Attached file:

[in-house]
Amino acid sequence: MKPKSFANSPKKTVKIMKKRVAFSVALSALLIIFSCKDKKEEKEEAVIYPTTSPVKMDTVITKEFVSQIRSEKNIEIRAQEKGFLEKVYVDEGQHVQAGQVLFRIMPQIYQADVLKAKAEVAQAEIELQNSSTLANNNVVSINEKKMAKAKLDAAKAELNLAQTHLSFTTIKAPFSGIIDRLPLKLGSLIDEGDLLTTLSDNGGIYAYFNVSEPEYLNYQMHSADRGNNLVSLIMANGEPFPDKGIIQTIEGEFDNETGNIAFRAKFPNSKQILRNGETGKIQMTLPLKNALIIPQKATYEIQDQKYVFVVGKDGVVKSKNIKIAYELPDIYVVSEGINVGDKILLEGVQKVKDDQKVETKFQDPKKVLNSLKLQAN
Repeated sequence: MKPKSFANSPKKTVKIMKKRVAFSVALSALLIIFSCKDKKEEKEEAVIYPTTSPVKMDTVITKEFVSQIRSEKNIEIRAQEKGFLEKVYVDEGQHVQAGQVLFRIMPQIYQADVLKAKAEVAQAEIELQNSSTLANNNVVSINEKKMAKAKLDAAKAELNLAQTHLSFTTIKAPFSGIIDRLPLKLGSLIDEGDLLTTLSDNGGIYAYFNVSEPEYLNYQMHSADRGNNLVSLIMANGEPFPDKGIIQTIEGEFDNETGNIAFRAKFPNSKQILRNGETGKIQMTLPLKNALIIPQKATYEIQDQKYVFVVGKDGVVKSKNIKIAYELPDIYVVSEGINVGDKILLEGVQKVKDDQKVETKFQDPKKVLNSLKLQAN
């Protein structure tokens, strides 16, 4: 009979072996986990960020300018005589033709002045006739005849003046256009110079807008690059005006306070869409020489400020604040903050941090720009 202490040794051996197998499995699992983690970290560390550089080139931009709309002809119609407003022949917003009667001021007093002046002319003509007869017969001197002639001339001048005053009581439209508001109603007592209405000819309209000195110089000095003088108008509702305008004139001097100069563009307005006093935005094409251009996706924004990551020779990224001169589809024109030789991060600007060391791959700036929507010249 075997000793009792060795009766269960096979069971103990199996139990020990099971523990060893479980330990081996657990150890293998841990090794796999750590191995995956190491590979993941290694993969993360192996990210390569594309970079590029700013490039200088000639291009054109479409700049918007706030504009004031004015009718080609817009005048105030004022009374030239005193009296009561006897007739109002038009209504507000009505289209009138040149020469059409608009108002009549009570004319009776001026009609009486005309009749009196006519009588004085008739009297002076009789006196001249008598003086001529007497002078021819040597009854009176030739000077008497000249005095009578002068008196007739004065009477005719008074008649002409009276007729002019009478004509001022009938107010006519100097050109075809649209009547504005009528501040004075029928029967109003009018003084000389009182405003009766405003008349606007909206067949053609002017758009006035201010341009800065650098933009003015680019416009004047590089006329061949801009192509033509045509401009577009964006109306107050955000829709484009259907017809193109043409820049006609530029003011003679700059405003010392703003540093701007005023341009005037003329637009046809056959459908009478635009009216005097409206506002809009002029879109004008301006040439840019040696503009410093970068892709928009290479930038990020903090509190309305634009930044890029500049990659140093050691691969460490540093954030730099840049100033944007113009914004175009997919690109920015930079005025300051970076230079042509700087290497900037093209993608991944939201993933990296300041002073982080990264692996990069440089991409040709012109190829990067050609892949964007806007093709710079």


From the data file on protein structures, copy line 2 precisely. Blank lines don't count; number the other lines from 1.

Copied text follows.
Amino acid sequence: MKPKSFANSPKKTVKIMKKRVAFSVALSALLIIFSCKDKKEEKEEAVIYPTTSPVKMDTVITKEFVSQIRSEKNIEIRAQEKGFLEKVYVDEGQHVQAGQVLFRIMPQIYQADVLKAKAEVAQAEIELQNSSTLANNNVVSINEKKMAKAKLDAAKAELNLAQTHLSFTTIKAPFSGIIDRLPLKLGSLIDEGDLLTTLSDNGGIYAYFNVSEPEYLNYQMHSADRGNNLVSLIMANGEPFPDKGIIQTIEGEFDNETGNIAFRAKFPNSKQILRNGETGKIQMTLPLKNALIIPQKATYEIQDQKYVFVVGKDGVVKSKNIKIAYELPDIYVVSEGINVGDKILLEGVQKVKDDQKVETKFQDPKKVLNSLKLQAN